South Side Ballroom, Dallas
Monday, May 8, 2017
Fans of the xx, an indie pop band hailing from London, are an exuberant bunch. The xx's blend of icy minimalism and arena rock brought out millenials and more seasoned concertgoers during an 80-minute set Monday night at South Side Ballroom.
Aaron and Michelle, married 40-somethings who'd bought the tickets to celebrate their anniversary, were contemplating contemplated purchasing a $60 hoodie from the merchandise booth before the show started. “It’s our first time seeing the band, so I think I might be a little over-the-top with the cheers,” Michelle said. "I’ve got to be at work tomorrow and I’m sure my voice will be a bit ragged."
Her exuberance was matched by the thousands of fans in attendance for the sold-out show. As soon as the stage lights dimmed, deafening roars filled the room. A sea of raised fists, adoring faces, and cell phones is a common sight for the xx, currently on an ambitious worldwide tour, but they seemed alarmed by it anyway.
The band’s three members — bassist Oliver Sim, guitarist Romy Madley Croft and multi-instrumentalist Jamie xx — paused to take in the scene before launching into the opening notes of "Say Something Loving."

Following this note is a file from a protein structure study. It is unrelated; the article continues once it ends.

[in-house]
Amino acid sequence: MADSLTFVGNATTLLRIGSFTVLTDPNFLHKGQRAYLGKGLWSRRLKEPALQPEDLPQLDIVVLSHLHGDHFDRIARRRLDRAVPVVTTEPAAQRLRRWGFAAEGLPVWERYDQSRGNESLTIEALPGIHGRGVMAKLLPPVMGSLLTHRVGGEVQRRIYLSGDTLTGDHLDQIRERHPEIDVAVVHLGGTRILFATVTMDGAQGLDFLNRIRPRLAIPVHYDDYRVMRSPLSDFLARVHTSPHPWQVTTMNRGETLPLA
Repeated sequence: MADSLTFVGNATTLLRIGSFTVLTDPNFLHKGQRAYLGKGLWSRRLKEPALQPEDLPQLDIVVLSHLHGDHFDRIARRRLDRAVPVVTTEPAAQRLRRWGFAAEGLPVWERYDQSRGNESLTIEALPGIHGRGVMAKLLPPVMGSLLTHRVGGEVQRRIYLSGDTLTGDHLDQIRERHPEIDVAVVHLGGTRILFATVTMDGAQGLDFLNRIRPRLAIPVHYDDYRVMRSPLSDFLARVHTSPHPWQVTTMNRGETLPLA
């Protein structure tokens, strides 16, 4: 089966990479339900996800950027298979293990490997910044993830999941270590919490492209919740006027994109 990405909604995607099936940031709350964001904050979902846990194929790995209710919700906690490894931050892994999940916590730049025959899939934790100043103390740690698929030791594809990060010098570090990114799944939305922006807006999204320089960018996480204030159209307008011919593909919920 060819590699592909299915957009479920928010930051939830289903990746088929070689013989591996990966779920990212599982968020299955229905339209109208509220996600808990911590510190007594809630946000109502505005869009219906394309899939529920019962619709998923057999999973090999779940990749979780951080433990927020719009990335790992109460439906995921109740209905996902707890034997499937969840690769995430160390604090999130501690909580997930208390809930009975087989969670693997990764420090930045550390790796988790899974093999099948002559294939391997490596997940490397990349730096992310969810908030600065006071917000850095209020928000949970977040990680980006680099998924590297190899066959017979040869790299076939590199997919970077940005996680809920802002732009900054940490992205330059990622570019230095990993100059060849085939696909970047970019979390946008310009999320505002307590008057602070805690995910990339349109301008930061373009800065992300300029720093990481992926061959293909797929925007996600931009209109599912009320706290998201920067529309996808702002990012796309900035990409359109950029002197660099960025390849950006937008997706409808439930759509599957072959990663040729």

While attendees sported outrageous outfits perfect for Coachella, the band kept it simple with monochromatic ensembles. The stage shimmered thanks to rectangular prisms, flashing strobe lights and curtains that swept back and forth eerily.
During “Loud Spaces,” a magnetic rainbow of green, pink and purple enveloped the band and much of the audience, creating an aura of warmth and harmony. At other points during the set, the lights dimmed, leaving only single, utilitarian spotlights on Croft and Sim as they performed solos on contemplative tracks such as “Performance” and “Sunset."
Musically, the xx straddled the line between bombastic anthems and intimate bedroom indie rock. Though this duality is a big reason they're popular, it’s even more pronounced in a live setting.
Jamie xx’s independent success as a DJ and producer earns him the most freedom to experiment. Monday, he served as the de facto band leader. From high above his perch on the stage risers, he flipped knobs, scratched out beats and bobbed his head with enthusiasm.
Croft and Sim, on the other hand, had a tendency to bring down the energy Jamie xx had built up. Too often, a song that called for an extended jam or groovy outro was simply ground to a swift and final halt. However, their harmonies were locked in beautifully and the guitar and bass lines were neatly in sync.
Monday night it was clear why the xx have become this summer’s go-to festival act. Their kaleidoscopic music lends itself to dazzling stage design that translates well in open fields. And their sound setup was strong enough to reach all the way to the back of the crowd, while their minimalist sound and shy presentation gave concertgoers up front the sense they were attending a much more intimate show.
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